So just before Christmas, Senior Nurse Annie, who is the biologics guru and an extremely nice person, brought me into one of the rooms of the day care centreand talked me through the administration of my own injections. This sounds scary, and I’d love to play it up and make it seem so because then you’d all think I was terribly brave. But, it isn’t. You get a big thick plastic pen device, not unlike Doctor Who’s sonic screwdriver, and you unscrew a couple of handily labelled caps. In fact, they’re labelled 1 and 2 but I was so inept and struggling with #1 that Annie said it didn’t matter what order I did it in so I threw caution to the wind and pulled #2 off first. I don’t play by no rules you squares. The injections come with their own antibacterial swabs, and on day one I was to have two doses – the first administered by Annie, the second by me. I could inject into my stomach or the top of my leg. The leg seemed the best option – sturdier and less wobbly. One has to grab a wodge of skin to make it firm, swab the area, push the pen device on and depress the button on the top – like clicking a Parker before writing a letter. Except you don’t stab yourself with a biro – unless you’re a nutter or have a tight deadline for Doctor Who Magazine. There was a bit of pain and one has to wait until one hears a sort of fizzing release sound before removing the thing. I did the second dose myself and it was fine, although it does produce a little spot of blood.
As with any treatment, it is not all roses.If ever I decide to become a pregnant woman I will have to be very careful, and side effects can include upper respiratory tract infections, abdominal pain, headache, rash, injection site reactions and urinary tract infections. These joyous visitations usually occur after the first dose and decrease after that so I think I’ve managed to avoid the worst.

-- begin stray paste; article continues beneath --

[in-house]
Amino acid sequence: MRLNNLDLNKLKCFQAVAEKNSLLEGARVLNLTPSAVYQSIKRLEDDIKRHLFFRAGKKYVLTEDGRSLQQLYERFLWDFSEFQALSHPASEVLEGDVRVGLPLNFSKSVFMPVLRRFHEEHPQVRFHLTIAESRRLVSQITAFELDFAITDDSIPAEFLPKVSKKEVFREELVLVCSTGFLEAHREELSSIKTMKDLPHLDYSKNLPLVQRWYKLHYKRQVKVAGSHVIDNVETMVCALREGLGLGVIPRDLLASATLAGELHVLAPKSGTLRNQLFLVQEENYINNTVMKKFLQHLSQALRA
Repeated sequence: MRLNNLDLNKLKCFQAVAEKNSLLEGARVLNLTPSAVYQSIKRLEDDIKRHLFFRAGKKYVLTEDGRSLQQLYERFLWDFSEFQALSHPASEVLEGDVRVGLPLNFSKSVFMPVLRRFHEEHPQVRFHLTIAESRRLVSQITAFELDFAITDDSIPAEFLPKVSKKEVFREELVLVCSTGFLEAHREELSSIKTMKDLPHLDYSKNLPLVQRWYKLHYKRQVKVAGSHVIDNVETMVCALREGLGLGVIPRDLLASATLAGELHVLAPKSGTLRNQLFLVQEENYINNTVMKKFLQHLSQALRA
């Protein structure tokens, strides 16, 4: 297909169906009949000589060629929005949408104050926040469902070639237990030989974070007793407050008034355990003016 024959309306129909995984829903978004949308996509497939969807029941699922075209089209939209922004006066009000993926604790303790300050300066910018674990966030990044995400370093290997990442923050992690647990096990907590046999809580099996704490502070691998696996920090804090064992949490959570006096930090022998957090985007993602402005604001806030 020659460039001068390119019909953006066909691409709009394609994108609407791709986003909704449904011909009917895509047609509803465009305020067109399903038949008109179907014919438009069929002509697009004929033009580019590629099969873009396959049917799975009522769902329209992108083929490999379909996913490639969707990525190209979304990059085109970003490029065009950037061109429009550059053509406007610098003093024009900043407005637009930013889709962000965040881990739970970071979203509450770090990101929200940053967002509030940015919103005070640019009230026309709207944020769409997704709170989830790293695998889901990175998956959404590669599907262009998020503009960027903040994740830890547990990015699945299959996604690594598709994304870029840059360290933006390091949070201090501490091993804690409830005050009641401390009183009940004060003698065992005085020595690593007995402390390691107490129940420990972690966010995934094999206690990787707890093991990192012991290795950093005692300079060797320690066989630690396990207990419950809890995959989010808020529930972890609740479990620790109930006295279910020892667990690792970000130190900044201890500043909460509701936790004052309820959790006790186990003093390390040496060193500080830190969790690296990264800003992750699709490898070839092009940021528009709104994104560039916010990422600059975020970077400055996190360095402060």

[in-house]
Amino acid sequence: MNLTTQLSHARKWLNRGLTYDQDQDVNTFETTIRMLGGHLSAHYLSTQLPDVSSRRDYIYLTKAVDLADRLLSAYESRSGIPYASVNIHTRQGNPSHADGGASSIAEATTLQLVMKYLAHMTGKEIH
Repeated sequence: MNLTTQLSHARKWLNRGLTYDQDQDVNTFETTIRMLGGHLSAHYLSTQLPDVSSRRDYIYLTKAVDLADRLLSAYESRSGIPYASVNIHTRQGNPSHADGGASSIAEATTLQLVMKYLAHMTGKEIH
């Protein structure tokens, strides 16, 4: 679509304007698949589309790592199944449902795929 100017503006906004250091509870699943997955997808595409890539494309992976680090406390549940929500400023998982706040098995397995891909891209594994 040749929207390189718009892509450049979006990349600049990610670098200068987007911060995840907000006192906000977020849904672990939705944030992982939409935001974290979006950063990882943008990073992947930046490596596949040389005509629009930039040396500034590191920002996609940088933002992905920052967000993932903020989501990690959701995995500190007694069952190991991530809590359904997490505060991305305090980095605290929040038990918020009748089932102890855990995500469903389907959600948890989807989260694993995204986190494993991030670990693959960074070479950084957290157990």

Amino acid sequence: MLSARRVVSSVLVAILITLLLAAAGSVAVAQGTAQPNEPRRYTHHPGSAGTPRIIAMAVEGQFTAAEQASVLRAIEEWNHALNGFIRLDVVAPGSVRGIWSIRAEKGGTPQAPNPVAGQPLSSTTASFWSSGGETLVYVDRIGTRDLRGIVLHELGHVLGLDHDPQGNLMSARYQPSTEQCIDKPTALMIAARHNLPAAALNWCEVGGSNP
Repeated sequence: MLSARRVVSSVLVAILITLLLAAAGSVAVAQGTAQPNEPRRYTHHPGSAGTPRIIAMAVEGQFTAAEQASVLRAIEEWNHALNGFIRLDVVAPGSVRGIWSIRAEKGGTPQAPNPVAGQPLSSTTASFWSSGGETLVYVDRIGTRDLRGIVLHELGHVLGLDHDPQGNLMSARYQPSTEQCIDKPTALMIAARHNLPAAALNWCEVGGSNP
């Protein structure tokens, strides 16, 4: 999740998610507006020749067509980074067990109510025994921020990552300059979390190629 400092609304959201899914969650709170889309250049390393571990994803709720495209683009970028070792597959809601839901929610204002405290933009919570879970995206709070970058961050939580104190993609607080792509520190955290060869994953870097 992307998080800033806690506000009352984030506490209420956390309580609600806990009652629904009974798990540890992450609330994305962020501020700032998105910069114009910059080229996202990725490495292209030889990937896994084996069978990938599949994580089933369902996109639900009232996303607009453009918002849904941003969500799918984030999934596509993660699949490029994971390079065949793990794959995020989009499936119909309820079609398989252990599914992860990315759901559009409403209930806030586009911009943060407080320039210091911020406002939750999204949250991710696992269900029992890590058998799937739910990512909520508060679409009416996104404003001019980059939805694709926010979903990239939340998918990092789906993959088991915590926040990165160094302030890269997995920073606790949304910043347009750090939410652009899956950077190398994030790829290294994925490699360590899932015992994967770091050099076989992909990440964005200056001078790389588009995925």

I also agreed to fill in various questionnaires.One of these was a slightly more detailed version of the PAASI test which studies the impact of psoriasis on the sufferer’s everyday life. The second one was a bit more grown up, and Annie thoughtfully vacated the room as I grappled with questions about erections and all sorts. Still, I hope the answers are useful to them and that my candour has helped the cause of medical science (whilst going on record that my erections are perfectly alright thank you very much – indeed, the two I’ve had over the past six months have been quite splendid).
The next dose of adalimumab was due Christmas Day (one week later) and the next a fortnight after that, so I went home with two lots, the transport of which required a cool bag supplied by the hospital. I did my own on Christmas Day but asked my retired medical professional of a mother to supervise. She did, but it didn’t stop her telling everyone afterwards how pathetic I had been. She wouldn’t have lasted long at the Royal Free.
It takes a few weeks to kick in, and I am being weaned off the ciclosporin in the meantime (75g morning and night). The injections will be done at home, fortnightly, and to that end the medicine is delivered to my home (saves the NHS paying VAT apparently), where it has to be kept in the fridge – which is why, I guess, they make it look like a pen rather than a mushroom.
And let’s hope it works, as there isn’t very far to go beyond this. I’m in the Last Chance Saloon, and there’s only one thing left behind the bar that’s doing to hit the spot (or in my case, massive amount of spots) …
Oh, and if you’ve popped by to tell me to eat hay or give up cheese, please read the disclaimer here before posting anything. I will publish any replies but not necessarily engage with them ; if you have your own cures or theories I am happy to air them, but won’t be batting opinion back and forth – this is a blog about my personal experience and the medication I am receiving.
I cried during Skyfall. I should have known something was amiss then.And I didn’t just cry at the emotional -oh-no-someone’s-dead bits. I got teary when anything with the vague whiff of a fan pleasing nod occurred or if Daniel Craig did something quintessentially Bond-esque. Shaken Martini (weep!), cool old skool car gets revealed (unleash the waterworks!), Miss Moneypenny (lachrymosity alert!).